Tourism in post-war Spain really got its start on Mallorca. Home to a number of international hotel chains and tour operators well known to most of us, Mallorca offered an inexpensive and warm getaway to Europeans still recovering from the ravages of war. Of course the warmth was the key factor in attracting visitors, and it’s still in large part what drives millions of people to its shores every year. I have long said that it’s impossible to look at a palm tree and not smile, and in Palma that meant a silly smile was plastered to my face for the entire day. Palm trees line the entire historical downtown core, from the ancient cathedral to the little side streets that kept drawing me in to explore and wander. It’s a wonderful feeling, to be warm and happy even at a time of the year when many parts of Europe are still grey and cool.

But it is very much Spain

At the end of day though, Mallorca is still very much Spain and if you love the country like I do, you’ll be thrilled when you feel like you’re on the mainland, but with the perks of an island. Bull fighting, flamenco and the curious mix of Spanish and the Mallorcan language fill the air, the natural perfume of the island is accentuated with saffron and spice. My favorite way to first experience any new destination is through the stomach, so following the Azamara excursion I decided to wander around town to see what I could find. Colorful alleys and side streets create a labyrinth of interest; cityscapes as beautiful as in any top city in the world. Since it is Spain, that meant I was hungry hours before any of the residents, so I may have been alone at the tapas restaurant I eventually decided to try, but it wasn’t because the food was sub par. It’d been years since I had last tasted proper Spanish tapas, and I may have gotten a little carried away ordering, but with small bites it was the ideal re-introduction to the foodie side of Spain, one of the best culinary cultures in the world. Food is such an important part of life, family and community in Spain and if you don’t immerse yourself when visiting, then you’re missing half of the experience.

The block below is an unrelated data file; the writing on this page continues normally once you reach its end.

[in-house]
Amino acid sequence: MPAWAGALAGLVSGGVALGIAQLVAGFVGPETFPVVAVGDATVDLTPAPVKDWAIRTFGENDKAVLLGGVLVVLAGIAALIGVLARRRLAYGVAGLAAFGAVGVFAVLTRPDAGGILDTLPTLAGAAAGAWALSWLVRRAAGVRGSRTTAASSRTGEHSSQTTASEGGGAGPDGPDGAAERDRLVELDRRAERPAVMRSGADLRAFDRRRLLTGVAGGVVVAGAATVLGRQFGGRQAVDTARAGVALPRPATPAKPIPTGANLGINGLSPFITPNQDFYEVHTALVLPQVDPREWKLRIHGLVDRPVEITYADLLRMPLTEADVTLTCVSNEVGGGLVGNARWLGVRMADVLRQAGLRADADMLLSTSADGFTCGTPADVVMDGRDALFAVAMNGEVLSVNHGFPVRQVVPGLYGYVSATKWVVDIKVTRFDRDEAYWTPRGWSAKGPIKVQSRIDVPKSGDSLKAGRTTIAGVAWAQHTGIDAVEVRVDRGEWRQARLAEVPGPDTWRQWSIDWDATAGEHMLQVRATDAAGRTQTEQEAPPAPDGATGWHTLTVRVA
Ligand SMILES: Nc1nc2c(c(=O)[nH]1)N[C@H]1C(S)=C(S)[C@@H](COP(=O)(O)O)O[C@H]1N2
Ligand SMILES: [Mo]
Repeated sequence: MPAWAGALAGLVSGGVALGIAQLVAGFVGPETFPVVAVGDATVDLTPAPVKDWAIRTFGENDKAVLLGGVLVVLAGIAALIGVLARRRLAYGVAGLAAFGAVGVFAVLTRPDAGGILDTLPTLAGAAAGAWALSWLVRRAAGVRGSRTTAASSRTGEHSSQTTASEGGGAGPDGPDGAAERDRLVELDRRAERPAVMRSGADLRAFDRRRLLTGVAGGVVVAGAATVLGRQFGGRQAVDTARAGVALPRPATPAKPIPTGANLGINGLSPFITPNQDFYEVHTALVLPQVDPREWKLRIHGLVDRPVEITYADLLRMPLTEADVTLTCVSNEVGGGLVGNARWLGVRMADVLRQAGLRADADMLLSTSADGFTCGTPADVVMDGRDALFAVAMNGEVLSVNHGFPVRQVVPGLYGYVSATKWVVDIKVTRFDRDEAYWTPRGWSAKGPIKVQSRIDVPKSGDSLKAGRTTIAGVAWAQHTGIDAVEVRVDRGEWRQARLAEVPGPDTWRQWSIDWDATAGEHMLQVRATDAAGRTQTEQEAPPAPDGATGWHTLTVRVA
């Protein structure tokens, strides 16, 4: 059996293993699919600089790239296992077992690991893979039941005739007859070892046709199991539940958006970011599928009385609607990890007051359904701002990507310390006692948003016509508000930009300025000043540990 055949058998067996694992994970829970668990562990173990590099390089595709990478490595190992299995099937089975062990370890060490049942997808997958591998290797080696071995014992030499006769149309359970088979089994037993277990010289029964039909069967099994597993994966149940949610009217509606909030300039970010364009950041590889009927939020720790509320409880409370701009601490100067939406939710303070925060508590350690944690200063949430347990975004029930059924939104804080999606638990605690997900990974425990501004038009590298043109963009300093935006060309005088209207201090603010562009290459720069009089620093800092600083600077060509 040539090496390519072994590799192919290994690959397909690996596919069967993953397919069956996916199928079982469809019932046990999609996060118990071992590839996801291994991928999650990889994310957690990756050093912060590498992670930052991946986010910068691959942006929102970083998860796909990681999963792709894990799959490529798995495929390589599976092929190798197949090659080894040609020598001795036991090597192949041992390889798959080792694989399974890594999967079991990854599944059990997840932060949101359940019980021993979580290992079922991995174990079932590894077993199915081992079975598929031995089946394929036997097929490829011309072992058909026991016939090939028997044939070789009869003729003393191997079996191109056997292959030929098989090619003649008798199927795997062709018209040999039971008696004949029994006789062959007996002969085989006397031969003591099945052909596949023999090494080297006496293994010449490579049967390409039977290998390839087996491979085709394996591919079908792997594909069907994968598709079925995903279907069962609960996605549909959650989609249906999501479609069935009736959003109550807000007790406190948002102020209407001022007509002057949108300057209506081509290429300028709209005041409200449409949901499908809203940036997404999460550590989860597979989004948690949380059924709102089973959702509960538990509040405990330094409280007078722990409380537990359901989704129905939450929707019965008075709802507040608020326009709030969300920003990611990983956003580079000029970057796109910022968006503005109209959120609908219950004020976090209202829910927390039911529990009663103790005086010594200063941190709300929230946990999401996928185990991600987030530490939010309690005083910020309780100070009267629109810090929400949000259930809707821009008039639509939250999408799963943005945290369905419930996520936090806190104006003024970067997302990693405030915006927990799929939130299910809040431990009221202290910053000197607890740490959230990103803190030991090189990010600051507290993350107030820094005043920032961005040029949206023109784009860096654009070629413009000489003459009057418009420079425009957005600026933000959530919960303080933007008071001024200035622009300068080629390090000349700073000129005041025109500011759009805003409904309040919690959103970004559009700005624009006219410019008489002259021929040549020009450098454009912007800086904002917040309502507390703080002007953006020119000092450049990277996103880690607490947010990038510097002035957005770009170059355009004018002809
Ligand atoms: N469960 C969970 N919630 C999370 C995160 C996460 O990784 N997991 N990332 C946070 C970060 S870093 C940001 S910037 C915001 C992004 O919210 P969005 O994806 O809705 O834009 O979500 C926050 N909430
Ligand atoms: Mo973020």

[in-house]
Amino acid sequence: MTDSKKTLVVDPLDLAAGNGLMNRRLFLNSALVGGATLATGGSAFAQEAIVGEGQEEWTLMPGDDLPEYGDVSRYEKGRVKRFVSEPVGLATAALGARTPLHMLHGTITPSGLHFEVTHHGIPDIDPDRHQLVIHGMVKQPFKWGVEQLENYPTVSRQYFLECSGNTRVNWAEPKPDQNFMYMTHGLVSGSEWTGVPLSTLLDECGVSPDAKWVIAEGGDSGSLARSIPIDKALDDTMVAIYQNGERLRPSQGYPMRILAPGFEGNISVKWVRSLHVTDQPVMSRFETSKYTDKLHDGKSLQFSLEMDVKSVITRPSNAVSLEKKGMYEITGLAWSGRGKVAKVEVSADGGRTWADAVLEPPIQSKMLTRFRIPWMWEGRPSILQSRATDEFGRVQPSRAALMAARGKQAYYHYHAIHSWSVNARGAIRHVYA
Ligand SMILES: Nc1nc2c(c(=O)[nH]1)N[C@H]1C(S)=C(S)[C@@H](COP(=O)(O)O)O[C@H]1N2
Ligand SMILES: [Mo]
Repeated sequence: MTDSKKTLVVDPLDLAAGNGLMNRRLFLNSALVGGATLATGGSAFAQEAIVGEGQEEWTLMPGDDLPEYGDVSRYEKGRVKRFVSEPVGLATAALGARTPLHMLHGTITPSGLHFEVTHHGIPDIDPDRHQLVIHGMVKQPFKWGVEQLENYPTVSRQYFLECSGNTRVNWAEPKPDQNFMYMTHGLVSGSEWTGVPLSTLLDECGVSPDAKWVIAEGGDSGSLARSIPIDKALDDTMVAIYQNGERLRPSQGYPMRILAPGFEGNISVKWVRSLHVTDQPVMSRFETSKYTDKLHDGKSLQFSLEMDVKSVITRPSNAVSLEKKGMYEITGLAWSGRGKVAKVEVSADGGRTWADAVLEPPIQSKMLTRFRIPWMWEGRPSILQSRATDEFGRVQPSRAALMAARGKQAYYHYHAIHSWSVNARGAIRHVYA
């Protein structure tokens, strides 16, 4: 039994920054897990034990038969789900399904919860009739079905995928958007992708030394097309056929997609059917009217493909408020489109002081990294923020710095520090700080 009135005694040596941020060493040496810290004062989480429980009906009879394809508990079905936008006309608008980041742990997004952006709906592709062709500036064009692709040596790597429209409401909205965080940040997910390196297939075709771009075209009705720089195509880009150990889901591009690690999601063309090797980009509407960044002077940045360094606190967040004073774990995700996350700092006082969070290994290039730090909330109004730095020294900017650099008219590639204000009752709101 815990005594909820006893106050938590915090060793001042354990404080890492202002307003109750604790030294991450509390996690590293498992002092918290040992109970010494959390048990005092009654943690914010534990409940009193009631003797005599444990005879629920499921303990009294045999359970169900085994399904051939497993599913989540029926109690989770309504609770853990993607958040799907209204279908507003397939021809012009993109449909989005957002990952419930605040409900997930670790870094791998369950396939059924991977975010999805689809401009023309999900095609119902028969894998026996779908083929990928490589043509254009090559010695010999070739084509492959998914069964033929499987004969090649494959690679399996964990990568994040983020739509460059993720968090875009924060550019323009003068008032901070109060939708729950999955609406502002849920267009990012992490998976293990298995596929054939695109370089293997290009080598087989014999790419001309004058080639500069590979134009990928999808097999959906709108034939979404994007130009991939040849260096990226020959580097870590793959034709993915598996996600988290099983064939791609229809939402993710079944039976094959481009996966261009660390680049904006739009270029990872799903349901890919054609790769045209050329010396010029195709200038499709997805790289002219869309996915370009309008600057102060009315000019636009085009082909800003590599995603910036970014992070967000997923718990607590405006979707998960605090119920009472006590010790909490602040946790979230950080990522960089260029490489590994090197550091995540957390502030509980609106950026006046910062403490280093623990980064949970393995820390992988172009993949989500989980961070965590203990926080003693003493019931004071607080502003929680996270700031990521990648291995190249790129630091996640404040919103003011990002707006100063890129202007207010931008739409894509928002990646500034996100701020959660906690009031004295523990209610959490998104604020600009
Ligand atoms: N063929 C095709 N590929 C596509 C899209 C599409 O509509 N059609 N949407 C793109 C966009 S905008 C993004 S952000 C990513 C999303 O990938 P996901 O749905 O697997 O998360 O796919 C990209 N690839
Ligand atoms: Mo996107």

By: Matt Long

Matt has a true passion for travel. As someone who has a bad case of the travel bug, Matt travels the world in order to share tips on where to go, what to see and how to experience the best the world has to offer.

5 thoughts on “4 Things You Should Know About Palma de Mallorca, Spain”

  1. I’m going to be in Spain this summer, and really hoping I can make it down to Mallorca! When I lived in Barcelona all my roommates were from there, and they said it’s amazing!! Thanks for sharing. :-)

  2. Mallorca is so beautiful, and the capital has a wonderfully exotic feel to it. It´s always a pleasure to wander through the sunny, palm tree-lined streets. I´m still convinced that tapas is the best way of eating – that way you get to try a bit of everything!

  3. I recently spent some time in and around Palma, Mallorca and found it charming. I was there in October, so I’m aware it’s flooded with tourists at other times of year. However, I loved the feel of the city, the small squares away from the busy tourist areas.

  4. A truly beautiful island. To see at it’s best a visit to Valdemossa is a must. We go back every year. Love the people, love the food.

  5. “Bull fighting, flamenco and the curious mix of Spanish and the Mallorcan language fill the air”. Don’t be rediaculous. There’s no bull fighting in Mallorca, it is forbidden, and nobody goes to flamenco spectacles. They are only tourist traps.